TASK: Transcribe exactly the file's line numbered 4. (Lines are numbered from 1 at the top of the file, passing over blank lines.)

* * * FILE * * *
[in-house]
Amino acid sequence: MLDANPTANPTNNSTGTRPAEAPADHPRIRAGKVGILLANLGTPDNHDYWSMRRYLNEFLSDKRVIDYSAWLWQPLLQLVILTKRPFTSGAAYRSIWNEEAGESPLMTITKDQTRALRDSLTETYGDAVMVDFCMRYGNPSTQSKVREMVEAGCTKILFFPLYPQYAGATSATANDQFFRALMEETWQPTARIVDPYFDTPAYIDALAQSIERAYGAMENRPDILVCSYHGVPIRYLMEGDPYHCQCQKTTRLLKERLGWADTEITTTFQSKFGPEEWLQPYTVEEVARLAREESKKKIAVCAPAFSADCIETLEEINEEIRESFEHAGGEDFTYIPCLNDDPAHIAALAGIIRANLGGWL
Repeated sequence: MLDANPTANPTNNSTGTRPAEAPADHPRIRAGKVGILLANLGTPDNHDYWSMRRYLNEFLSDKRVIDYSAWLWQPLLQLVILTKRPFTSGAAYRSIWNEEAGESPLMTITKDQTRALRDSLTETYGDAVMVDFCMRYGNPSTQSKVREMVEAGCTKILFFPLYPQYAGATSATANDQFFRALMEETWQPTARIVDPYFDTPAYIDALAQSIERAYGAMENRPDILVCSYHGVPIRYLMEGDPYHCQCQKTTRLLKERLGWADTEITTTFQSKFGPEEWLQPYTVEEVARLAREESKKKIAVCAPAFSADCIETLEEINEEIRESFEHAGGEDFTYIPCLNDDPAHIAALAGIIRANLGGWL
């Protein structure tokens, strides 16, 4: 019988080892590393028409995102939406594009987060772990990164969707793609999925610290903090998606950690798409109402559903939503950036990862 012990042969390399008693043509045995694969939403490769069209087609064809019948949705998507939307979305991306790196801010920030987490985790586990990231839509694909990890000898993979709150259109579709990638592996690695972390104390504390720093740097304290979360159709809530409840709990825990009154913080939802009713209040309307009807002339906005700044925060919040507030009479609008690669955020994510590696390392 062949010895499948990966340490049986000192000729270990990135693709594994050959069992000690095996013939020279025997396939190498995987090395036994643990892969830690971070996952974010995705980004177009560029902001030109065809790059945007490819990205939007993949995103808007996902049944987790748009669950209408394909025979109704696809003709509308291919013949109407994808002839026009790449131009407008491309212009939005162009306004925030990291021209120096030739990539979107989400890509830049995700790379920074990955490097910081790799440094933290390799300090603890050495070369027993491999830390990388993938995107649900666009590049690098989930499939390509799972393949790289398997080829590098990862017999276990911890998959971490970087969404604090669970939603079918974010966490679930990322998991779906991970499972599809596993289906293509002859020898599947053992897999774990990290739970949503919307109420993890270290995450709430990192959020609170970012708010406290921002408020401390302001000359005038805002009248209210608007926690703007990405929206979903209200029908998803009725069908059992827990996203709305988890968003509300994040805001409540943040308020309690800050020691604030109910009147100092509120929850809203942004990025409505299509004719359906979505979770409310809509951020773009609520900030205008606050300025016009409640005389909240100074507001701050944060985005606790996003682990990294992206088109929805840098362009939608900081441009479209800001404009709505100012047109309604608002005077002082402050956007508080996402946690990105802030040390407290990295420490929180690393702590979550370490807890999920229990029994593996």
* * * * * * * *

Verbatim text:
């Protein structure tokens, strides 16, 4: 019988080892590393028409995102939406594009987060772990990164969707793609999925610290903090998606950690798409109402559903939503950036990862 012990042969390399008693043509045995694969939403490769069209087609064809019948949705998507939307979305991306790196801010920030987490985790586990990231839509694909990890000898993979709150259109579709990638592996690695972390104390504390720093740097304290979360159709809530409840709990825990009154913080939802009713209040309307009807002339906005700044925060919040507030009479609008690669955020994510590696390392 062949010895499948990966340490049986000192000729270990990135693709594994050959069992000690095996013939020279025997396939190498995987090395036994643990892969830690971070996952974010995705980004177009560029902001030109065809790059945007490819990205939007993949995103808007996902049944987790748009669950209408394909025979109704696809003709509308291919013949109407994808002839026009790449131009407008491309212009939005162009306004925030990291021209120096030739990539979107989400890509830049995700790379920074990955490097910081790799440094933290390799300090603890050495070369027993491999830390990388993938995107649900666009590049690098989930499939390509799972393949790289398997080829590098990862017999276990911890998959971490970087969404604090669970939603079918974010966490679930990322998991779906991970499972599809596993289906293509002859020898599947053992897999774990990290739970949503919307109420993890270290995450709430990192959020609170970012708010406290921002408020401390302001000359005038805002009248209210608007926690703007990405929206979903209200029908998803009725069908059992827990996203709305988890968003509300994040805001409540943040308020309690800050020691604030109910009147100092509120929850809203942004990025409505299509004719359906979505979770409310809509951020773009609520900030205008606050300025016009409640005389909240100074507001701050944060985005606790996003682990990294992206088109929805840098362009939608900081441009479209800001404009709505100012047109309604608002005077002082402050956007508080996402946690990105802030040390407290990295420490929180690393702590979550370490807890999920229990029994593996």